Ann Friedman

Ann Friedman is an editor and writer. Formerly the executive editor of GOOD, she’s now hard at work on a crowd-funded magazine called Tomorrow and is a politics columnist for NYmag.com. She curates the work of women journalists at LadyJournos!, makes hand-drawn pie charts for The Hairpin, and dispenses animated advice at the Columbia Journalism Review. In July 2012, CJR named her one of 20 women to watch.

Recent Articles

A 'LARRY SUMMERS MOMENT'

A 'LARRY SUMMERS MOMENT'. Amy Hoffman, editor-in-chief of the Women's Review of Books, recently reported that she attended a lecture at the Radcliffe Institute by Barry Gewen, an editor at the New York Times Book Review. In what even he described as a "Larry Summers moment" he explained that the reason so few women reviewers appear in the NYTBR is that they just can't write for a general audience about such topics as military history.

WHO NEEDS THE HPV VACCINE?

WHO NEEDS THE HPV VACCINE? Merrill Goozner opposes mandatory HPV vaccination for sixth-grade girls in the U.S. He writes:

By insisting that all young women get this vaccine, public health officials (the Centers for Disease Control last June endorsed universal vaccination, although its recommendations are not binding on the states, which carry out public health policy in the U.S.) are in essence saying it is impossible for the health care system to identify and treat older women who have already become infected and are at risk of getting cervical cancer.

ALL BY OURSELVES

ALL BY OURSELVES. It's been said that British foreign policy since WWII is animated by the principle of "figuring out what the United States wants, and doing it before asked." No longer: Tony Blair has announced that the Brits will eventually be pulling out of Iraq.

President Bush has now exhausted the patience of our last (or, rather, first) global ally. And that means it is time to cue the Eric Carmen's appearance on Dick Clark's American Bandstand. (Worth watching just to see Carmen's collar-up jeans outfit and horrible lip-syncing.)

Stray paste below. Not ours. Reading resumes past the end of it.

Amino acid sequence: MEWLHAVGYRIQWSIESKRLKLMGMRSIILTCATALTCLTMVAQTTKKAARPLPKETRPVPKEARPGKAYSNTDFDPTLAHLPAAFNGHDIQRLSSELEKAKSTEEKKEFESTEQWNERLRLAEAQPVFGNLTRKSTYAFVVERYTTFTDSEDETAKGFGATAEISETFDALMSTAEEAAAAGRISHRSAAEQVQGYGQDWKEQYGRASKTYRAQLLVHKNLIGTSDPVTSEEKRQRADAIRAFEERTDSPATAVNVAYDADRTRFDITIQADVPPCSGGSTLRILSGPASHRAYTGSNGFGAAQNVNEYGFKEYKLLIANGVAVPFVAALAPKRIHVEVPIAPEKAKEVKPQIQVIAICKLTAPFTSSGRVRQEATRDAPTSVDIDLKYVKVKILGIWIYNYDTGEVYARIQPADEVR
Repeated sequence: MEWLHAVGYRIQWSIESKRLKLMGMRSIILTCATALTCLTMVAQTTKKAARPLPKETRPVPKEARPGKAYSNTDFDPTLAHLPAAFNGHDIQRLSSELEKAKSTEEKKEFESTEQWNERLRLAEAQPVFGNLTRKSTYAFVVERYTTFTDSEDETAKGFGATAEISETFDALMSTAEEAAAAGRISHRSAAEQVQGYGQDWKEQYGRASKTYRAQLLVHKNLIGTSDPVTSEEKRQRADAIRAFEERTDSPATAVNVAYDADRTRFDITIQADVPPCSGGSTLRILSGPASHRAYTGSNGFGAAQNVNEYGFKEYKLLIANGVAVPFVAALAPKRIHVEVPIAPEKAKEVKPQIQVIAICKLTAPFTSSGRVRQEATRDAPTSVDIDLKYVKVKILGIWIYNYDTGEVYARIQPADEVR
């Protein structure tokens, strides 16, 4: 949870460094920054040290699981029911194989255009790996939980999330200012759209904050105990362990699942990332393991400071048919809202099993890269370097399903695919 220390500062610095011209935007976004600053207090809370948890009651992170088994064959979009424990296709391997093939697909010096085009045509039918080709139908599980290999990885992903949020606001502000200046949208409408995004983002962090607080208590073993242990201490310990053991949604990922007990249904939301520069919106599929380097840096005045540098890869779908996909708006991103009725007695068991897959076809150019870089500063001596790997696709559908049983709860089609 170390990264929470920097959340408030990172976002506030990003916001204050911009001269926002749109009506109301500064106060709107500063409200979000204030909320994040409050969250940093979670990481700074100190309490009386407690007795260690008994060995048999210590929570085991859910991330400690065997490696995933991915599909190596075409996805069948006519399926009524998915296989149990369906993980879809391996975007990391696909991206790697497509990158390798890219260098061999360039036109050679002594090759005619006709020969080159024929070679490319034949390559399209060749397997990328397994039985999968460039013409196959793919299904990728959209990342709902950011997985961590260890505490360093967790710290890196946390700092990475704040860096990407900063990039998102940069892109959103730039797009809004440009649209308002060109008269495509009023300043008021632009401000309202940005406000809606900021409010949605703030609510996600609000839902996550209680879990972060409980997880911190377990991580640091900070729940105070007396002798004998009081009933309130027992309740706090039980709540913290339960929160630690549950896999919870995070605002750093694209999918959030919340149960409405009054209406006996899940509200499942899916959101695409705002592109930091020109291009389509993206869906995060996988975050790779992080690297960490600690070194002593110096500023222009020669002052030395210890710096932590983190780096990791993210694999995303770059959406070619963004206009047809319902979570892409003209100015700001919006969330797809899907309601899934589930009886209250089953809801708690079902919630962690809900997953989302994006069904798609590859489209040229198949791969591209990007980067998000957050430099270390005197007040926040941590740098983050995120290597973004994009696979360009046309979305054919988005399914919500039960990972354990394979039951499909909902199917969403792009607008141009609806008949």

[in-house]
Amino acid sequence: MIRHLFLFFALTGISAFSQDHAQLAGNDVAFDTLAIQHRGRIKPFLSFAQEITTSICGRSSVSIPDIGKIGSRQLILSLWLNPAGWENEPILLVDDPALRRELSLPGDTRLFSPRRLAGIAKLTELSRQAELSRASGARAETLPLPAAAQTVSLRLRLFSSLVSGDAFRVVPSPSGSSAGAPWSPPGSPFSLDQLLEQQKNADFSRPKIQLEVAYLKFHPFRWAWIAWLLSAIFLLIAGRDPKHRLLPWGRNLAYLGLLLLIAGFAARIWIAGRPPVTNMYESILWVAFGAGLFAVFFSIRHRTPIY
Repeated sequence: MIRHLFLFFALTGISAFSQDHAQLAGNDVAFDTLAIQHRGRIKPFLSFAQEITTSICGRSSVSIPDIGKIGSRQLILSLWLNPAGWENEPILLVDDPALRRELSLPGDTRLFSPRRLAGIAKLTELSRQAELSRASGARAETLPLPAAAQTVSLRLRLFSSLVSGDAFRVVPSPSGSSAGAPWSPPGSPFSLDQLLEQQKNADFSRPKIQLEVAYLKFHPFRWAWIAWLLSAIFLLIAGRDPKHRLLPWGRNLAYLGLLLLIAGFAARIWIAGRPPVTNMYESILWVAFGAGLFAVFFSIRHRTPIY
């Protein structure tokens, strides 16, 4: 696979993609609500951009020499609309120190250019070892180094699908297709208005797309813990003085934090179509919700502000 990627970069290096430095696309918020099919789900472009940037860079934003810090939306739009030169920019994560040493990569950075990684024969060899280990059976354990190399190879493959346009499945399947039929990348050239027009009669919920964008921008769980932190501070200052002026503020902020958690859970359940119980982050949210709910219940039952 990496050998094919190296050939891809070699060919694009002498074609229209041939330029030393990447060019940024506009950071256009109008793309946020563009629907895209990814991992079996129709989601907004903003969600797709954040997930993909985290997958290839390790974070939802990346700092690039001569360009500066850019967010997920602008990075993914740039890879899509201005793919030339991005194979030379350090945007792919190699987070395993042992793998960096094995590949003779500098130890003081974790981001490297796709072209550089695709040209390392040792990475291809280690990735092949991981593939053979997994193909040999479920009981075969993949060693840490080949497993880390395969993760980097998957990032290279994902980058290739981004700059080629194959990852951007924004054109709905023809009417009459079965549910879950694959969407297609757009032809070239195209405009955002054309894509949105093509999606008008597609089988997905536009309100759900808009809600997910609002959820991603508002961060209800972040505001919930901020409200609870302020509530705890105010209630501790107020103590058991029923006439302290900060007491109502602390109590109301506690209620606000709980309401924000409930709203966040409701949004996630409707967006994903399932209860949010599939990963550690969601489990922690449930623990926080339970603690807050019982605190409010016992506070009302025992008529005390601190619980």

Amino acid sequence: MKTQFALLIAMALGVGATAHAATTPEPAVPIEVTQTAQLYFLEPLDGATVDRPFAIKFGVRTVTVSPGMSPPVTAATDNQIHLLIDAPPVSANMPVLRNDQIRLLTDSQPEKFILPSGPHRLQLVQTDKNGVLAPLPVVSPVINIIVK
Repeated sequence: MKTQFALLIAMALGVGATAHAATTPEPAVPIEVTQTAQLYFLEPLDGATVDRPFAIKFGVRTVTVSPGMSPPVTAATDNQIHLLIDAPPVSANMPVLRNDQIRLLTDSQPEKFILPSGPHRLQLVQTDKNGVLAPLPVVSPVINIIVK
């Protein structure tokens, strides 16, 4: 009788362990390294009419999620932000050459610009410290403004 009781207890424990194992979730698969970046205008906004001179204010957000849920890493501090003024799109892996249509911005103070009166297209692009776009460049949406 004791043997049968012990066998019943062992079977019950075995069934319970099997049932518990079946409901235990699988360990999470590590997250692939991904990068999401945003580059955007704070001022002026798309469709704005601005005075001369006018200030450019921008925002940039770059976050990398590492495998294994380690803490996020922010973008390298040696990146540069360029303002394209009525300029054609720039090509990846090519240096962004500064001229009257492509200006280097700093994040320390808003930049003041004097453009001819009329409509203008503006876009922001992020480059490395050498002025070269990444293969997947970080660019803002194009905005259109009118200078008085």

--Tom Schaller

Setting a Low Bar

Every year, Working Mother magazine announces its much-anticipated "100 Best Companies." Employers leap to publicize their inclusion on the list, and it's routinely a best-selling issue. But is the "100 Best" -- and similar lists published by other magazines and organizations -- much more than public relations?

Large companies are already required by the Family and Medical Leave Act to provide 12 weeks of unpaid leave. In addition to meeting federal requirements, most businesses make the list with low- or no-cost policies and perks such as flex time, child-care resource directories, lactation rooms, and additional unpaid leave. Benefits such as paid family leave or free or reduced-cost child care are much rarer.

ANTI-SEX LOGIC

ANTI-SEX LOGIC. As someone who endured many abstinence assemblies during my 13 years in Catholic school, I wasn't terribly shocked by yesterday's news that Montgomery County junior high kids are being forced to share chewing gum to demonstrate why sex is icky. Another well-known abstinence-only "game" is to have the kids suck on a lollipop, then try to put it back in the wrapper and see if any other kids would like to suck on it now. In my high school there was a more sanitary demonstration using pizza as the metaphor.

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